fbpx

Today, public university students in Texas may now legally exercise their Second Amendment rights while attending classes — to a limited extent, in some cases — as “campus carry” goes into effect statewide.

Passed at the end of the 84th Texas Legislature despite screeching from anti-gun administrators and Democrats (and one “Republican”), S.B. 11 finally goes into effect today. While the bill represents a huge step forward for Second Amendment rights, the controversy is not yet over, as some university regents have decided to abuse their narrowly defined rulemaking authority in regards to the practice.

The author of SB 11, State Sen. Brian Birdwell (R-Waco) said the legislation was designed to give regents final say in the matter in regards to “unique, physical plant items within those universities’ campuses,” saying, “a great example would be the National Biocontainment Lab at UTMB in Galveston.” In this instance, the exception makes some sense — these facilities need to meet very strict federal regulations in order to obtain the grants that keep them running, making allowing firearms a complicated proposition.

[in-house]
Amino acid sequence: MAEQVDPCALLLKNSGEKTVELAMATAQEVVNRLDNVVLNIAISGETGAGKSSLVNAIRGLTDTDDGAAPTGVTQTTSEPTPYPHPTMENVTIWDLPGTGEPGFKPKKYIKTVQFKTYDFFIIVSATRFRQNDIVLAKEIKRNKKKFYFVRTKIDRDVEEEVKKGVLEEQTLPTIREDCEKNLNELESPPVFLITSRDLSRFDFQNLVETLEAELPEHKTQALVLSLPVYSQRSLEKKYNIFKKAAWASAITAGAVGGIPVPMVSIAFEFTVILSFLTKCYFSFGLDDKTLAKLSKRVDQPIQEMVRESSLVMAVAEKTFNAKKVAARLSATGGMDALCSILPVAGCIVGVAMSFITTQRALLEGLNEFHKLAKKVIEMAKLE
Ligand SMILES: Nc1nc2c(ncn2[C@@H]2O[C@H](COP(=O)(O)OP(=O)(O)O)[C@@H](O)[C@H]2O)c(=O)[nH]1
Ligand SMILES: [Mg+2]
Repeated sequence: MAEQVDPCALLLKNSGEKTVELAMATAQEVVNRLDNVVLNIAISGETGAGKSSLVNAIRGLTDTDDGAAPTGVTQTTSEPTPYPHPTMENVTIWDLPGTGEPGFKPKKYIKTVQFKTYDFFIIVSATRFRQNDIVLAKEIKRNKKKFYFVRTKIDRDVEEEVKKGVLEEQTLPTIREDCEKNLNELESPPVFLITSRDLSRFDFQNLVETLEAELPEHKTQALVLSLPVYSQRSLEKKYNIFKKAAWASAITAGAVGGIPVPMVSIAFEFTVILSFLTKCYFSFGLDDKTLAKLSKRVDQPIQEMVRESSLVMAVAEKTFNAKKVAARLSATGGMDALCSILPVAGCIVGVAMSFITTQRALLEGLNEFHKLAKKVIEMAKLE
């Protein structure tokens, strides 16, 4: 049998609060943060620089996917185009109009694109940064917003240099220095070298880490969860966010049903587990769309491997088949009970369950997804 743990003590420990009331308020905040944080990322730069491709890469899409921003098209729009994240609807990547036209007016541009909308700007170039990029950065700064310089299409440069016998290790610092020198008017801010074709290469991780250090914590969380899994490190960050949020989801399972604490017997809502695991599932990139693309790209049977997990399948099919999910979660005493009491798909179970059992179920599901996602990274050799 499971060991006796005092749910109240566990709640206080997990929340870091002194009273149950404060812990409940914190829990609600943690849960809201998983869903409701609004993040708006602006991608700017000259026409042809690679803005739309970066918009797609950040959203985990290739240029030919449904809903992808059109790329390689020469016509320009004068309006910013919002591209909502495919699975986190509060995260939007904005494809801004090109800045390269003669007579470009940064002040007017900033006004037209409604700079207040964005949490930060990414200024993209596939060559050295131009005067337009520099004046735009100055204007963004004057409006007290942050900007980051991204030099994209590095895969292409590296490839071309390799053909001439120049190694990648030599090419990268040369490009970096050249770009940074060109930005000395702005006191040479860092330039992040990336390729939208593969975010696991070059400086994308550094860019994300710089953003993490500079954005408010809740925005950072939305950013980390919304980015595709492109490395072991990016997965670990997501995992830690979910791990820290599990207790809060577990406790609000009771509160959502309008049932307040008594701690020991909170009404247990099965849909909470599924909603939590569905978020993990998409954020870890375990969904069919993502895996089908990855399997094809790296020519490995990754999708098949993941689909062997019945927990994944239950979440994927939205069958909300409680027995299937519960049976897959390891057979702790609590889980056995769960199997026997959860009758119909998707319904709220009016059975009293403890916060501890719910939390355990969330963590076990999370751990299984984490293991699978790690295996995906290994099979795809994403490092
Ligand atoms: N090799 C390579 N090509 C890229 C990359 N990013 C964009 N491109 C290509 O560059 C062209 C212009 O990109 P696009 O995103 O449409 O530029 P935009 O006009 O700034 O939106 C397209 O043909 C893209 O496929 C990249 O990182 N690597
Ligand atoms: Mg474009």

Astoundingly, University of Texas regents have opened themselves up to an inevitable lawsuit by the Attorney General by abusing that narrowly defined authority by banning firearms in professors’ offices as well as dormitories — despite being specifically prohibited from doing so. State law prohibits the university regents from “establish[ing] provisions that generally prohibit or have the effect of generally prohibiting license holders from carrying concealed handguns on the campus of the institution.”

Birdwell felt as though this defied the intent of the legislation, and subsequently requested an opinion from Attorney General Ken Paxton — who agreed, stating that such a prohibition would “effectively prohibit license holders in those facilities from carrying concealed handguns on campus, in violation of S.B. 11.”

Considering Paxton just last week sued the City of Austin for preventing license holders from carrying within City Hall in defiance of state law, UT bureaucrats can likely expect a lawsuit as well — and they can likely expect to lose.